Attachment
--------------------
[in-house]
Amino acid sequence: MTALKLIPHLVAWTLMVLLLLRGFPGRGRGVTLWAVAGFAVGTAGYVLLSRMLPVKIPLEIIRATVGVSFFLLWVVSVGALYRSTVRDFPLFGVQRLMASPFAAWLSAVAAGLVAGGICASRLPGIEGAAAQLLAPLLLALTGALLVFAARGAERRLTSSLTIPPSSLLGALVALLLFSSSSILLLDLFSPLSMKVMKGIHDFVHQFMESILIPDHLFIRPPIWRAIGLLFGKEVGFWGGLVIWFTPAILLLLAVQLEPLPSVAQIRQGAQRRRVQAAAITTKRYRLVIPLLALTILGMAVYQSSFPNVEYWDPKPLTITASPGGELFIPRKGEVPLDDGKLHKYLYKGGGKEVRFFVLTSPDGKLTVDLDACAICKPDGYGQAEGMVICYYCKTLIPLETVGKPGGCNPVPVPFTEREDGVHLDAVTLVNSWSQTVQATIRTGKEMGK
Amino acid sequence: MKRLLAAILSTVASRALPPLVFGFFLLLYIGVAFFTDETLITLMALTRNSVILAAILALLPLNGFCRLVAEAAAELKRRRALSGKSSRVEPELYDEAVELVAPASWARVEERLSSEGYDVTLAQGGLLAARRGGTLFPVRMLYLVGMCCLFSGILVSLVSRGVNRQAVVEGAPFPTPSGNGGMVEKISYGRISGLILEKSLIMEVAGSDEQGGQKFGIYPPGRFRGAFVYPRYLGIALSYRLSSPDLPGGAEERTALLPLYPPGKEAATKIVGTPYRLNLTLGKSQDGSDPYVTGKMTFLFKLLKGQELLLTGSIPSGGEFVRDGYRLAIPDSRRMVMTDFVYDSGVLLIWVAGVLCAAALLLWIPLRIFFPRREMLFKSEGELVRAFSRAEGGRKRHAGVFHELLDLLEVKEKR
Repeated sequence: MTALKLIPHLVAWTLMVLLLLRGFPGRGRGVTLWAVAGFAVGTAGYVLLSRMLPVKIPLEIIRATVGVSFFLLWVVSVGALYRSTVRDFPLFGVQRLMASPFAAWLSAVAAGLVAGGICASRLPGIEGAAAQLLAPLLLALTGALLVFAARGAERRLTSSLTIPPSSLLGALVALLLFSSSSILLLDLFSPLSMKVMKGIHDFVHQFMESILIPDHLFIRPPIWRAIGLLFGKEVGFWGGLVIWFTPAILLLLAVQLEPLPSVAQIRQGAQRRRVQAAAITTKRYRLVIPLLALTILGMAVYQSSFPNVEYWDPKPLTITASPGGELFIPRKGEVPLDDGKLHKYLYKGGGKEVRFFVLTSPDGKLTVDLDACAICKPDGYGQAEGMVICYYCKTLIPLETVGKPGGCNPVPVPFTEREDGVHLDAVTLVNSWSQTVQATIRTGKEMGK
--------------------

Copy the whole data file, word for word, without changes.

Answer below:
[in-house]
Amino acid sequence: MTALKLIPHLVAWTLMVLLLLRGFPGRGRGVTLWAVAGFAVGTAGYVLLSRMLPVKIPLEIIRATVGVSFFLLWVVSVGALYRSTVRDFPLFGVQRLMASPFAAWLSAVAAGLVAGGICASRLPGIEGAAAQLLAPLLLALTGALLVFAARGAERRLTSSLTIPPSSLLGALVALLLFSSSSILLLDLFSPLSMKVMKGIHDFVHQFMESILIPDHLFIRPPIWRAIGLLFGKEVGFWGGLVIWFTPAILLLLAVQLEPLPSVAQIRQGAQRRRVQAAAITTKRYRLVIPLLALTILGMAVYQSSFPNVEYWDPKPLTITASPGGELFIPRKGEVPLDDGKLHKYLYKGGGKEVRFFVLTSPDGKLTVDLDACAICKPDGYGQAEGMVICYYCKTLIPLETVGKPGGCNPVPVPFTEREDGVHLDAVTLVNSWSQTVQATIRTGKEMGK
Amino acid sequence: MKRLLAAILSTVASRALPPLVFGFFLLLYIGVAFFTDETLITLMALTRNSVILAAILALLPLNGFCRLVAEAAAELKRRRALSGKSSRVEPELYDEAVELVAPASWARVEERLSSEGYDVTLAQGGLLAARRGGTLFPVRMLYLVGMCCLFSGILVSLVSRGVNRQAVVEGAPFPTPSGNGGMVEKISYGRISGLILEKSLIMEVAGSDEQGGQKFGIYPPGRFRGAFVYPRYLGIALSYRLSSPDLPGGAEERTALLPLYPPGKEAATKIVGTPYRLNLTLGKSQDGSDPYVTGKMTFLFKLLKGQELLLTGSIPSGGEFVRDGYRLAIPDSRRMVMTDFVYDSGVLLIWVAGVLCAAALLLWIPLRIFFPRREMLFKSEGELVRAFSRAEGGRKRHAGVFHELLDLLEVKEKR
Repeated sequence: MTALKLIPHLVAWTLMVLLLLRGFPGRGRGVTLWAVAGFAVGTAGYVLLSRMLPVKIPLEIIRATVGVSFFLLWVVSVGALYRSTVRDFPLFGVQRLMASPFAAWLSAVAAGLVAGGICASRLPGIEGAAAQLLAPLLLALTGALLVFAARGAERRLTSSLTIPPSSLLGALVALLLFSSSSILLLDLFSPLSMKVMKGIHDFVHQFMESILIPDHLFIRPPIWRAIGLLFGKEVGFWGGLVIWFTPAILLLLAVQLEPLPSVAQIRQGAQRRRVQAAAITTKRYRLVIPLLALTILGMAVYQSSFPNVEYWDPKPLTITASPGGELFIPRKGEVPLDDGKLHKYLYKGGGKEVRFFVLTSPDGKLTVDLDACAICKPDGYGQAEGMVICYYCKTLIPLETVGKPGGCNPVPVPFTEREDGVHLDAVTLVNSWSQTVQATIRTGKEMGK